1) G. Cowan, Statistical Data Analysis, Oxford Science Publications (1998) 2) L. Lista, Statistical Methods for Data Analysis in Particle Physics, Springer (2018) 3) G. D’Agostini, Bayesian reasoning in data analysis, World Scientific (2005) 4) Robert N. Cahn, Gerson Goldhaber "The Experimental Foundations of Particle Physics", 2nd Edition, Cambridge University Press (2009) 5) M. Tanabashi et al. (Particle Data Group), The Review of Particle Physics, Phys. Rev. D 98, 030001 (2018).
a) A fundamental prerequisite is the knowledge requested by the first level University degree in Physics. Specific competences are requested in classical physics, nuclear and subnuclear physics, quantum mechanics, special relativity, computing laboratory, basic elements of probability and statistics. b) It is important that students have basic knowledge of radiation matter interactions and particle detectors.
The examination consists of an interview on the most relevant topics
presented in the course, and in the solution of proposed exercises.
Moreover it is requested to illustrate in detail
a measurement of an experiment in the field of particle physics
described in a specialized paper.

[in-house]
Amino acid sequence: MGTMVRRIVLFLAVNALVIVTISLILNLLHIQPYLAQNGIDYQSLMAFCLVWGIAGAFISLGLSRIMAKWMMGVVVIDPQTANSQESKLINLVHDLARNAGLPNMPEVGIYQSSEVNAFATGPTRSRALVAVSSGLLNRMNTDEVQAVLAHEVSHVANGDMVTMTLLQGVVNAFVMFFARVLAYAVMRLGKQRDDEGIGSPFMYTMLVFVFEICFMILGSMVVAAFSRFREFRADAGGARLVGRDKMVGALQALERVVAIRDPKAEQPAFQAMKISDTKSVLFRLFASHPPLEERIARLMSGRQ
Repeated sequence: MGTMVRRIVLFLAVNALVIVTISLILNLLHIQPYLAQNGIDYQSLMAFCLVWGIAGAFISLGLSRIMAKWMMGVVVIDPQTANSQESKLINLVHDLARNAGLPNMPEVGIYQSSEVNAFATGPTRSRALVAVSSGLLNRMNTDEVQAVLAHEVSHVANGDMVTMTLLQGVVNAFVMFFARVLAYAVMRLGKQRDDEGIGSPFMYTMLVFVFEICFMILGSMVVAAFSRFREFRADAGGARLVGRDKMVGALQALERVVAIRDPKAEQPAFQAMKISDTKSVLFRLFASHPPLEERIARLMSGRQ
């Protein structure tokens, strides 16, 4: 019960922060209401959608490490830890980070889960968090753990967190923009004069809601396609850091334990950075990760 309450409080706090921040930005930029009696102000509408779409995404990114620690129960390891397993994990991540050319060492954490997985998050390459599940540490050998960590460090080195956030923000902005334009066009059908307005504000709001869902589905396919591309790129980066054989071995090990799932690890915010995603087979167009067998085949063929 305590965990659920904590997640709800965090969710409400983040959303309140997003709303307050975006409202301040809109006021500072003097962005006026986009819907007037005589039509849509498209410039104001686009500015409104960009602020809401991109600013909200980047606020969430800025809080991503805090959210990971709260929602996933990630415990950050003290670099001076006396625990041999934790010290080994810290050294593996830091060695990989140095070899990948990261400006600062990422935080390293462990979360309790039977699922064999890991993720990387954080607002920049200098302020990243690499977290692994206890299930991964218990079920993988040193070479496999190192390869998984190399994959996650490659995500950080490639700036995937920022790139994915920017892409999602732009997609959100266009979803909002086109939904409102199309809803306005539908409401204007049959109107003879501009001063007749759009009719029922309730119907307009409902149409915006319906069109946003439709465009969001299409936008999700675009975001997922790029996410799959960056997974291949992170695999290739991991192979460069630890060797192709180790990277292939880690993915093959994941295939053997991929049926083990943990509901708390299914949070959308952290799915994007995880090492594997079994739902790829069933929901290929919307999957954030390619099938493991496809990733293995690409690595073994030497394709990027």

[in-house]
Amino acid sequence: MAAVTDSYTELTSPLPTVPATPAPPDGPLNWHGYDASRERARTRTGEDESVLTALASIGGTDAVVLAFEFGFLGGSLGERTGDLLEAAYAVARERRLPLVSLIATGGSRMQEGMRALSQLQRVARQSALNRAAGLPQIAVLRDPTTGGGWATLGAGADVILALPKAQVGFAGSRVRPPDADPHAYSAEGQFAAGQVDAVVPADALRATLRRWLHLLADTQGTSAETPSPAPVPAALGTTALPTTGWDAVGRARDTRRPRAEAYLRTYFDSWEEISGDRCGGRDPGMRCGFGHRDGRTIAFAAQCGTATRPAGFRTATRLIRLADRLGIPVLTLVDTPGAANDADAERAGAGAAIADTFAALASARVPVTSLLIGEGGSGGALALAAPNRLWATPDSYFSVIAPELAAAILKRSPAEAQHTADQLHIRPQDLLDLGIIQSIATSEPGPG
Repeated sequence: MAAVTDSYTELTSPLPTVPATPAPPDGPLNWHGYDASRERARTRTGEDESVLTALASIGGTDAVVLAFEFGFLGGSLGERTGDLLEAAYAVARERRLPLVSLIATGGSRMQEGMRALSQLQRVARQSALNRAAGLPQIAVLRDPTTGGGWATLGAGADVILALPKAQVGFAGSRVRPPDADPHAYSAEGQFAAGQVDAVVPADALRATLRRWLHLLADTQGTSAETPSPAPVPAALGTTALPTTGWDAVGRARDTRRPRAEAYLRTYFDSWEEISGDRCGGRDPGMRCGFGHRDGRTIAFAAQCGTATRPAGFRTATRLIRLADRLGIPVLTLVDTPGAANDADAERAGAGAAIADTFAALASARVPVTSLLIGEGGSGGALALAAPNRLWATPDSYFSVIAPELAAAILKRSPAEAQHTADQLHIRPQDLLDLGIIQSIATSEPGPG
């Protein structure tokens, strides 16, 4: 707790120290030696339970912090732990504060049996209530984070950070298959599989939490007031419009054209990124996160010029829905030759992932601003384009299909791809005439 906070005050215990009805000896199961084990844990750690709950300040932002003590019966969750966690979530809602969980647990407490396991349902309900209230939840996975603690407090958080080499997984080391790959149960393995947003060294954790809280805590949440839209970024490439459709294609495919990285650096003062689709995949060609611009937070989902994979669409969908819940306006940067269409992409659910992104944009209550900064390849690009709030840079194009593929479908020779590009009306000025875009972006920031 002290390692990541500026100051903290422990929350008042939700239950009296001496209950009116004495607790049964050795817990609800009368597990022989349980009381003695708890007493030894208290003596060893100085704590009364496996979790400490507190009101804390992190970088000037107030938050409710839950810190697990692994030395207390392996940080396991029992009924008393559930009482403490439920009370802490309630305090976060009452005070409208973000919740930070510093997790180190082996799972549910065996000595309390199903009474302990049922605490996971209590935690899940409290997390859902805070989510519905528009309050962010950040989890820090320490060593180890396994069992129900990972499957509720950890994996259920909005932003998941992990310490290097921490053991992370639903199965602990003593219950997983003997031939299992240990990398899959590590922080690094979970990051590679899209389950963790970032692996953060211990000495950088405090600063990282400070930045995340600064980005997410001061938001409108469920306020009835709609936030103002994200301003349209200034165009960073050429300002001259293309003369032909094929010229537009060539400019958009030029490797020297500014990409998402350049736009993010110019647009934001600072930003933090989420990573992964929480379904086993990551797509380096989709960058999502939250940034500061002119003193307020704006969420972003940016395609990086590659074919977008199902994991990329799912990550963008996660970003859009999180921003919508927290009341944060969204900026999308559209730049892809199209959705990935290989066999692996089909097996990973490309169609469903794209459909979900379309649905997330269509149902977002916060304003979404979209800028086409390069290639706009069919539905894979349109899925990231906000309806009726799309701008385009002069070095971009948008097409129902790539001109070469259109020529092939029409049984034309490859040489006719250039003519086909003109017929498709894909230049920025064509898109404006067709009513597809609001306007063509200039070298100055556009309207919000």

To pass the exam, the student must be able to present the arguments in general and in their application to the discussed specific case according to the methods learned in exercises or examples and situations similar to those that were discussed in the course.
The evaluation takes into account:
- Correctness and completeness of the concepts discussed by the
- clarity and rigor of presentation;
- analytical development of the theory;
- problem-solving skills (method and results).
Exercises with numerical solutions and written tests proposed during the course complement the final evaluation.
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- Academic year: 2021/2022
- Curriculum: Particle and Astroparticle Physics (Percorso valido anche fini del conseguimento del titolo multiplo italo-francese-svedese-ungherese) - in lingua inglese
- Year: First year
- Semester: Second semester
- SSD: FIS/01
- CFU: 6
- Attività formative caratterizzanti
- Ambito disciplinare: Sperimentale applicativo
- Exercise (Hours): 36
- Lecture (Hours): 24
- CFU: 6
- SSD: FIS/01